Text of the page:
For many expats, it’s the summer – a time for house guests, who often stay for longer than a week. It’s important not to underestimate the effort it takes to host people, be they family or friends, and no matter how much you enjoy their company. Here’s a few pointers I’ve cobbled together from my decades of experience:-
– Don’t be afraid to limit their duration. Family members coming over for a month and more is one thing, but friends and their broods staying for three weeks (if that’s too long for you) should be politely told that only two weeks is convenient. If they insist on asking why, make something up; they’ll never know.- Manage their expectations; it’s often difficult from a time and money perspective, to accompany your guests on every outing. It’s also slightly unfair of them to expect you to drop everything and ferry them around (unless you’re happy to do that). This can get difficult if you live in the middle of nowhere with no access to public transport though, so suggest car rental, or look into putting them on your car insurance for the visit, – if you’re comfortable handing over your car to people who might not be used to driving on the right. Before they arrive, explain that although you’re thrilled they’re coming, you will need time to work/do laundry/ do the shopping/tend to your kids.
– Have them think about what they want to do before they arrive. Some guests land on your doorstep, get up each morning and greet you with “What are we doing today?” If you’re happy with that, ask them what kind of things they’re interested in so that you know what to suggest. Otherwise, encourage them to research your area and make a rough plan of what they want to do and when. If you have any scheduled events for you or your family, be sure to tell your guests before they begin planning.
– When they arrive, it’s important to clarify any rules you might have as soon as you can, otherwise you’ll find yourself getting more and more irritated while your guests blithely continue whatever it is they’re doing because they’ll have no idea it’s driving you insane. If you don’t want kids eating in the bedrooms, living room etc. ask them to return to the kitchen the very first time; no huffing and puffing and expecting people to read your mind. etc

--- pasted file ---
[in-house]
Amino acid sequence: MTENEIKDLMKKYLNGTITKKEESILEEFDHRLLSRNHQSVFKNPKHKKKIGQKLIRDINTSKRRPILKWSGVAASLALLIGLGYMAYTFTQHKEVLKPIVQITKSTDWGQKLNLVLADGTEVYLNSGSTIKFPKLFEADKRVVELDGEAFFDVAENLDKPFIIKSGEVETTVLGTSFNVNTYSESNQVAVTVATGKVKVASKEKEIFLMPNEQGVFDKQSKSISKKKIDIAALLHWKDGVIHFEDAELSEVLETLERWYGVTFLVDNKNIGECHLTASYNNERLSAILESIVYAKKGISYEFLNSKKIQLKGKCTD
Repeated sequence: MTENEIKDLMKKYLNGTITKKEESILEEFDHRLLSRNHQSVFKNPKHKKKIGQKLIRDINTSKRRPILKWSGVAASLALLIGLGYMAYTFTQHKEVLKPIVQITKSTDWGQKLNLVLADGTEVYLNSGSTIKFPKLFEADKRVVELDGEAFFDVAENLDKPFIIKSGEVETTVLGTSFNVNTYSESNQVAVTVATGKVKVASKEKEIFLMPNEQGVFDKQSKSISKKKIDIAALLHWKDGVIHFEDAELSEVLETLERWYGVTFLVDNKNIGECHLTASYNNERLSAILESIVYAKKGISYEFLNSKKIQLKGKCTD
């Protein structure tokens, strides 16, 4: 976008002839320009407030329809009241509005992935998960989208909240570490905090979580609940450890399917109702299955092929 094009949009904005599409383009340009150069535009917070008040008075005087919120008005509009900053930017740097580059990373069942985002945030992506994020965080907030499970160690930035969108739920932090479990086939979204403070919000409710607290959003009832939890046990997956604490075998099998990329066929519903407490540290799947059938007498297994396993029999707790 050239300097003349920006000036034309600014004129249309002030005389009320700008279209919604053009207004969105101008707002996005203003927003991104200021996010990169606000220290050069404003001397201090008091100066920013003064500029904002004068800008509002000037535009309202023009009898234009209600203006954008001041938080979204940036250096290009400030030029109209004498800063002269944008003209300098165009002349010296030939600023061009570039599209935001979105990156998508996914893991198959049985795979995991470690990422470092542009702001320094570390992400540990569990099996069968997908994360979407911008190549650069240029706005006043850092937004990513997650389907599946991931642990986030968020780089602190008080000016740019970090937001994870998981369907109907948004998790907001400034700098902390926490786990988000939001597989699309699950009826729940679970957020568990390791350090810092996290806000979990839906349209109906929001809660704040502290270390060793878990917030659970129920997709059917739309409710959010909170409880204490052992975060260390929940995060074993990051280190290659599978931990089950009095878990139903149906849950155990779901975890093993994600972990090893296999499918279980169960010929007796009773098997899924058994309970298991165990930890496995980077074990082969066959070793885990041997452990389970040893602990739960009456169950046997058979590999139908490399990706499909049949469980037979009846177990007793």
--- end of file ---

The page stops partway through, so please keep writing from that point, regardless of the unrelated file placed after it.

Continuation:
– It’s also a good idea to tell them where to find the basics in your house, so that they can help themselves rather than having to get you to do everything. Show them where the clean towels are, extra loo paper, and so on. If they are staying for weeks, it might be worth having a discussion about how often the sheets are usually changed (and who’s going to change them).
– Take them shopping with you if you’re finding it a financial burden to feed extra people over a two week period. This way, there’s a chance they’ll pony up some money at the check out. If you’re feeling really brave, you could push a shopping cart in their general direction and suggest they pick up the treats and snacks their kids like.
– Accept offers to help. Cooking for an extra crowd every day is hard work, so if someone offers to make a meal – let them do it. Ditto if they offer to take you out or suggest you go out to eat. There are no medals in guest hosting.
– Don’t be afraid to turn down requests to stay if you don’t want to host someone. It’s obviously not easy to do that with family, but if someone you haven’t communicated with for ten years suddenly phones or e-mails saying they’d like to bring the family, it’s usually code for “We’d like to see (your country) on the cheap”. Again, you can tell them pretty much anything you like as you’re not going to bump into them in the local supermarket.
Toni Summers Hargis has a new book – “The Stress-Free Guide to Studying In the States; A Step-by-Step Plan for International Students”. (Summertime). She is also the author of “Rules, Britannia; An Insider’s Guide to Life in the United Kingdom” (St. Martin’s Press) and blogs as Expat Mum.
Read Toni's other Expat Focus articles here.